My takeaway from the last point above was like, wow, even the government is in the same situation as I am when managing security for a company. I feel like updating IR Plans is a never-ending task!
They also mentioned several times Executive Order (EO) 14028 “Improving the Nation’s Cybersecurity” published 2 years ago and the creation of the Cyber Safety Review Board (CSRB) and leveraging that group more in additional collaboration with the private sector and DHS.
Looks like some foundational things have been accomplished, but they now want to take it to the next level.
The document of course talked about the usual Nation State Threat actors and their massive capabilities, but they did single out the PRC as the biggest threat to the US currently.
The document was filled with tons of government agency acronyms, if I had time I would list them all here, and related documents and strategies. (Anyone looking for an internship lol)
Accountability and legislation was mentioned throughout which I will get to in the next section.
Private Enterprise Key Takeaways From The National Cybersecurity Strategy
There is only one takeaway here:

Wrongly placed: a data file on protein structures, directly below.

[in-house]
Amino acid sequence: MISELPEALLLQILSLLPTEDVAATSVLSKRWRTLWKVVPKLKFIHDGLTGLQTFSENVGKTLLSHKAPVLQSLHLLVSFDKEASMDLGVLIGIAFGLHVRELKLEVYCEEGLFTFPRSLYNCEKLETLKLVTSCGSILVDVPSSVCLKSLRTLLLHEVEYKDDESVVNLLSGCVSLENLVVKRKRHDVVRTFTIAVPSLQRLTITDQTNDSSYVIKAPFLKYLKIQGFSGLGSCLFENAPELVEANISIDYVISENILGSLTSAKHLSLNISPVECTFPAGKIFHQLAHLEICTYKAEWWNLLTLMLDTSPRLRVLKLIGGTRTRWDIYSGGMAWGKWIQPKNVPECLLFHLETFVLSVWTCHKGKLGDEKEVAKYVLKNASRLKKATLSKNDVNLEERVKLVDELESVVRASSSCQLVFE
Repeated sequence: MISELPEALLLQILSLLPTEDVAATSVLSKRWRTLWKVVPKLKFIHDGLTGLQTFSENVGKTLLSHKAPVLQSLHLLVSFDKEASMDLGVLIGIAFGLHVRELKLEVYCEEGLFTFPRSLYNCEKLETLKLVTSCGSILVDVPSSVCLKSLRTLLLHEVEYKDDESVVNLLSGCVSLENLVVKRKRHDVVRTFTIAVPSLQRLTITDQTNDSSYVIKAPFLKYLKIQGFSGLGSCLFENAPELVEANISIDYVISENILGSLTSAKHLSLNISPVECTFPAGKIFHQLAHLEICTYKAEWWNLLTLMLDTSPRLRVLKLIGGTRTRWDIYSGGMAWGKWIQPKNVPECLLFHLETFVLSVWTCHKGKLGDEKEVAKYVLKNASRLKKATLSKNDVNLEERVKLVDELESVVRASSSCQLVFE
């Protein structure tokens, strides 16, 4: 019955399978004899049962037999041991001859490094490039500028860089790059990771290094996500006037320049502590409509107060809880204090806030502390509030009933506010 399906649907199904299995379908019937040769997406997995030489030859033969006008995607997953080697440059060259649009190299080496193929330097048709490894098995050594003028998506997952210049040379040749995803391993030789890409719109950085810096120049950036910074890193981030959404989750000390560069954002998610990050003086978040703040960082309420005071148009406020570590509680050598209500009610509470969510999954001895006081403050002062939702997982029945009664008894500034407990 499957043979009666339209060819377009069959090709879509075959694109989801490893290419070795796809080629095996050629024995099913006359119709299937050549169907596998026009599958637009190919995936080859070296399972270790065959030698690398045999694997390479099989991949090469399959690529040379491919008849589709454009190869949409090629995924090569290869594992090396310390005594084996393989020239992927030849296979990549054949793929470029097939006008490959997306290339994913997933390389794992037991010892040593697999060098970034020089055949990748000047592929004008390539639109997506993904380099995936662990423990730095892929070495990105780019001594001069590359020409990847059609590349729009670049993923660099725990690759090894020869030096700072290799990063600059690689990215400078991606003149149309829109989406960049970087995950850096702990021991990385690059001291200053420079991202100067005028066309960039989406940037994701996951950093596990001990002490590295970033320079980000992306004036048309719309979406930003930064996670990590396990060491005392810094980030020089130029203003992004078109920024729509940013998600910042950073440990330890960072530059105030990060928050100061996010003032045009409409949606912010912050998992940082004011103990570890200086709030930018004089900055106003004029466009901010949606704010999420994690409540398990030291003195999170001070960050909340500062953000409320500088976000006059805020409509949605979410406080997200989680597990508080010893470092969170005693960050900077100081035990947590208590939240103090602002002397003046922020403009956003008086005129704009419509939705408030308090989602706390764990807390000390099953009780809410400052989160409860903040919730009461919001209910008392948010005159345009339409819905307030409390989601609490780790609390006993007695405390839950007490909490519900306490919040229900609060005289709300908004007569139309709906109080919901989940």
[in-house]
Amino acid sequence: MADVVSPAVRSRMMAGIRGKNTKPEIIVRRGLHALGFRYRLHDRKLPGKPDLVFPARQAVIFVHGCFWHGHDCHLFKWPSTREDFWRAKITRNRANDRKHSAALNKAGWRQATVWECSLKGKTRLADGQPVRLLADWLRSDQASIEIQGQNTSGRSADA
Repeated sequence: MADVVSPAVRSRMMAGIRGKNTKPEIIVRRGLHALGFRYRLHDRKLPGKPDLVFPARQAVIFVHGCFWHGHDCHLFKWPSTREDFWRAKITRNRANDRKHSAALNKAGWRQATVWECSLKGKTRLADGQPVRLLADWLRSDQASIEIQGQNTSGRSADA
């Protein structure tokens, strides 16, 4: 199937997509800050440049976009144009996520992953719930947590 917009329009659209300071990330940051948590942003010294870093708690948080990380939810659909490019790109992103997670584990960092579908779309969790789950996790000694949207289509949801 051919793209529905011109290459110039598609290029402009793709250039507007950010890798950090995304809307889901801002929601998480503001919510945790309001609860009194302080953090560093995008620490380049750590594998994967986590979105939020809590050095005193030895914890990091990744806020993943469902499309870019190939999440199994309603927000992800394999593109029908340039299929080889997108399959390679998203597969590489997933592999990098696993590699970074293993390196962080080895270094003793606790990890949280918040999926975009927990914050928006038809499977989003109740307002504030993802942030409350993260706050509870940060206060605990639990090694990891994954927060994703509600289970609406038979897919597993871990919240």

Get your act together or face penalties or other costs.
Legislation is coming
The biggest takeaway is that more regulations and legislation are needed are will be coming down the pike.
Of course, as with all things government, it might take a really long time and may not have sharp teeth in the end, but the document mentioned several times that companies need to be “Accountable”.
They had some real truths to say about the current state of data accountability and how software companies build and ship insecure code, which puts everyone at risk.
Something I’ve been saying for a long time, and why I’m on a mission to make cybersecurity more accessible, is that we’re all better off as society when we’re securing our systems.
Here are some excellent quotes: